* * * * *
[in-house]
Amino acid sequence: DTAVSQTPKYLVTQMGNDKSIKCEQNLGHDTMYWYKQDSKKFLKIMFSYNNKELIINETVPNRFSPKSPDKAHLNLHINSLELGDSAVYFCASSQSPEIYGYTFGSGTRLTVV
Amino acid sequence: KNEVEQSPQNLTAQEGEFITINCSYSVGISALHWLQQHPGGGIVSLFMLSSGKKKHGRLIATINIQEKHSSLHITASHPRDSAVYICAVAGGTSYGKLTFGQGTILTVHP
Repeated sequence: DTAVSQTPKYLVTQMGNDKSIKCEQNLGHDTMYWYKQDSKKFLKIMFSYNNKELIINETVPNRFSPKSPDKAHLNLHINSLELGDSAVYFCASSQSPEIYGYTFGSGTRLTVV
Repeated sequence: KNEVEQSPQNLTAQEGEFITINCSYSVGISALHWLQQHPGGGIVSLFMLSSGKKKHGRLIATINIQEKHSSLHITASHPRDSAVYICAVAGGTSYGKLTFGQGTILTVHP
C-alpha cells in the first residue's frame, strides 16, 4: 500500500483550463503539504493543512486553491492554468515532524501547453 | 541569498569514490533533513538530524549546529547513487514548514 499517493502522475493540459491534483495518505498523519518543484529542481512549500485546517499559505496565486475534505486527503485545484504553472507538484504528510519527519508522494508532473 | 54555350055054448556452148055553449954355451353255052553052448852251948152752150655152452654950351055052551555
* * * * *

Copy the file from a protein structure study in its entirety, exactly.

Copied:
[in-house]
Amino acid sequence: DTAVSQTPKYLVTQMGNDKSIKCEQNLGHDTMYWYKQDSKKFLKIMFSYNNKELIINETVPNRFSPKSPDKAHLNLHINSLELGDSAVYFCASSQSPEIYGYTFGSGTRLTVV
Amino acid sequence: KNEVEQSPQNLTAQEGEFITINCSYSVGISALHWLQQHPGGGIVSLFMLSSGKKKHGRLIATINIQEKHSSLHITASHPRDSAVYICAVAGGTSYGKLTFGQGTILTVHP
Repeated sequence: DTAVSQTPKYLVTQMGNDKSIKCEQNLGHDTMYWYKQDSKKFLKIMFSYNNKELIINETVPNRFSPKSPDKAHLNLHINSLELGDSAVYFCASSQSPEIYGYTFGSGTRLTVV
Repeated sequence: KNEVEQSPQNLTAQEGEFITINCSYSVGISALHWLQQHPGGGIVSLFMLSSGKKKHGRLIATINIQEKHSSLHITASHPRDSAVYICAVAGGTSYGKLTFGQGTILTVHP
C-alpha cells in the first residue's frame, strides 16, 4: 500500500483550463503539504493543512486553491492554468515532524501547453 | 541569498569514490533533513538530524549546529547513487514548514 499517493502522475493540459491534483495518505498523519518543484529542481512549500485546517499559505496565486475534505486527503485545484504553472507538484504528510519527519508522494508532473 | 54555350055054448556452148055553449954355451353255052553052448852251948152752150655152452654950351055052551555